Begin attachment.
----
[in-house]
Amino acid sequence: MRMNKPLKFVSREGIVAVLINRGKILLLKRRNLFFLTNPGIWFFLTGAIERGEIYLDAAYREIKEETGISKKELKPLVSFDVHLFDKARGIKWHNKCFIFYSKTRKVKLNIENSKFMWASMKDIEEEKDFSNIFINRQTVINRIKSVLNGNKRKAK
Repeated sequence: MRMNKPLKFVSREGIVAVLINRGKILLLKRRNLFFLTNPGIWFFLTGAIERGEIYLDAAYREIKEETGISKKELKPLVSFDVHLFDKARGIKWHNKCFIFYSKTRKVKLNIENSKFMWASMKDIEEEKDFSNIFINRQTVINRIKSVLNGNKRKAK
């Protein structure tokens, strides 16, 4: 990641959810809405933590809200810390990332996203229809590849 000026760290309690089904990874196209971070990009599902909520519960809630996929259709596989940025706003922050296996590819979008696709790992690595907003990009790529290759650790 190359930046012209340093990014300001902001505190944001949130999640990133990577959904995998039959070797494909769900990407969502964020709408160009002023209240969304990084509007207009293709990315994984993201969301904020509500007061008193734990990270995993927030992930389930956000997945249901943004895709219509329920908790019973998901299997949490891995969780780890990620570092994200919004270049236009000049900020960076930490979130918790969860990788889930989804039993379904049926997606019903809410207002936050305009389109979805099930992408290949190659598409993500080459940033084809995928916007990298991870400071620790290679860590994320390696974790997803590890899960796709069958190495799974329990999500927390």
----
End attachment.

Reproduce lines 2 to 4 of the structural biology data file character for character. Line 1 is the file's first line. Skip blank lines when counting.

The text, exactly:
Amino acid sequence: MRMNKPLKFVSREGIVAVLINRGKILLLKRRNLFFLTNPGIWFFLTGAIERGEIYLDAAYREIKEETGISKKELKPLVSFDVHLFDKARGIKWHNKCFIFYSKTRKVKLNIENSKFMWASMKDIEEEKDFSNIFINRQTVINRIKSVLNGNKRKAK
Repeated sequence: MRMNKPLKFVSREGIVAVLINRGKILLLKRRNLFFLTNPGIWFFLTGAIERGEIYLDAAYREIKEETGISKKELKPLVSFDVHLFDKARGIKWHNKCFIFYSKTRKVKLNIENSKFMWASMKDIEEEKDFSNIFINRQTVINRIKSVLNGNKRKAK
């Protein structure tokens, strides 16, 4: 990641959810809405933590809200810390990332996203229809590849 000026760290309690089904990874196209971070990009599902909520519960809630996929259709596989940025706003922050296996590819979008696709790992690595907003990009790529290759650790 190359930046012209340093990014300001902001505190944001949130999640990133990577959904995998039959070797494909769900990407969502964020709408160009002023209240969304990084509007207009293709990315994984993201969301904020509500007061008193734990990270995993927030992930389930956000997945249901943004895709219509329920908790019973998901299997949490891995969780780890990620570092994200919004270049236009000049900020960076930490979130918790969860990788889930989804039993379904049926997606019903809410207002936050305009389109979805099930992408290949190659598409993500080459940033084809995928916007990298991870400071620790290679860590994320390696974790997803590890899960796709069958190495799974329990999500927390």